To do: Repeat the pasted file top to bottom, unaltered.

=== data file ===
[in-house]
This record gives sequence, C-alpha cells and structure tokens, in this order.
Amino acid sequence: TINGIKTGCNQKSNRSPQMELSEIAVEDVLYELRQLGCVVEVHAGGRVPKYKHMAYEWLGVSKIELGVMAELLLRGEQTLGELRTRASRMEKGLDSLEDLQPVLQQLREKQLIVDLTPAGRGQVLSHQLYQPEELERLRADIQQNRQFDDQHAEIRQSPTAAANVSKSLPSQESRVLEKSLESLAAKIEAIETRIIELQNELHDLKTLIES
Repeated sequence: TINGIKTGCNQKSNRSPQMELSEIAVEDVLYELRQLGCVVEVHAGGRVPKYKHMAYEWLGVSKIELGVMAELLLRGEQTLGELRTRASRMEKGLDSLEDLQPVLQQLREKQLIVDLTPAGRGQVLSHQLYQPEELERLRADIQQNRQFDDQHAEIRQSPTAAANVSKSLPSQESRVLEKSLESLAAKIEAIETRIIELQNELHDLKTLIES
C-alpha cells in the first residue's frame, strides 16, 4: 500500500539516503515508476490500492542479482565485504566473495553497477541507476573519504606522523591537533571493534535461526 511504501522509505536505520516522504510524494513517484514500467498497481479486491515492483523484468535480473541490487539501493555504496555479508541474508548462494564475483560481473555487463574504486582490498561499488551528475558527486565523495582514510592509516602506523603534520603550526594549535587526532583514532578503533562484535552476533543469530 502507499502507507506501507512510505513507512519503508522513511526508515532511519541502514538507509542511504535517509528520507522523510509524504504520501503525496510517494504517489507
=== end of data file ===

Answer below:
[in-house]
This record gives sequence, C-alpha cells and structure tokens, in this order.
Amino acid sequence: TINGIKTGCNQKSNRSPQMELSEIAVEDVLYELRQLGCVVEVHAGGRVPKYKHMAYEWLGVSKIELGVMAELLLRGEQTLGELRTRASRMEKGLDSLEDLQPVLQQLREKQLIVDLTPAGRGQVLSHQLYQPEELERLRADIQQNRQFDDQHAEIRQSPTAAANVSKSLPSQESRVLEKSLESLAAKIEAIETRIIELQNELHDLKTLIES
Repeated sequence: TINGIKTGCNQKSNRSPQMELSEIAVEDVLYELRQLGCVVEVHAGGRVPKYKHMAYEWLGVSKIELGVMAELLLRGEQTLGELRTRASRMEKGLDSLEDLQPVLQQLREKQLIVDLTPAGRGQVLSHQLYQPEELERLRADIQQNRQFDDQHAEIRQSPTAAANVSKSLPSQESRVLEKSLESLAAKIEAIETRIIELQNELHDLKTLIES
C-alpha cells in the first residue's frame, strides 16, 4: 500500500539516503515508476490500492542479482565485504566473495553497477541507476573519504606522523591537533571493534535461526 511504501522509505536505520516522504510524494513517484514500467498497481479486491515492483523484468535480473541490487539501493555504496555479508541474508548462494564475483560481473555487463574504486582490498561499488551528475558527486565523495582514510592509516602506523603534520603550526594549535587526532583514532578503533562484535552476533543469530 502507499502507507506501507512510505513507512519503508522513511526508515532511519541502514538507509542511504535517509528520507522523510509524504504520501503525496510517494504517489507